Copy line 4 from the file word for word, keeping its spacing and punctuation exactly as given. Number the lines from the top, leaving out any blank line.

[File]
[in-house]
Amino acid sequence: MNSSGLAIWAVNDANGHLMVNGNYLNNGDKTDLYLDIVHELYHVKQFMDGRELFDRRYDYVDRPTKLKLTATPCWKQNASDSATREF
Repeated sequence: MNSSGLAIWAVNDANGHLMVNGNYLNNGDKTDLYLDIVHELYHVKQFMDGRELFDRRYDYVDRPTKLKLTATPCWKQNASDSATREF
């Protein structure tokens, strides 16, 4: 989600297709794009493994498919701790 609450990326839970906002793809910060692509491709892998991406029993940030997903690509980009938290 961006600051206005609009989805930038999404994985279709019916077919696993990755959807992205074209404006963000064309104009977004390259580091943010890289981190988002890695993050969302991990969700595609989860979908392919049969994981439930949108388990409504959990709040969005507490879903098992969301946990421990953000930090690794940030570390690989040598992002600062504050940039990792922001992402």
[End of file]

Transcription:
């Protein structure tokens, strides 16, 4: 989600297709794009493994498919701790 609450990326839970906002793809910060692509491709892998991406029993940030997903690509980009938290 961006600051206005609009989805930038999404994985279709019916077919696993990755959807992205074209404006963000064309104009977004390259580091943010890289981190988002890695993050969302991990969700595609989860979908392919049969994981439930949108388990409504959990709040969005507490879903098992969301946990421990953000930090690794940030570390690989040598992002600062504050940039990792922001992402």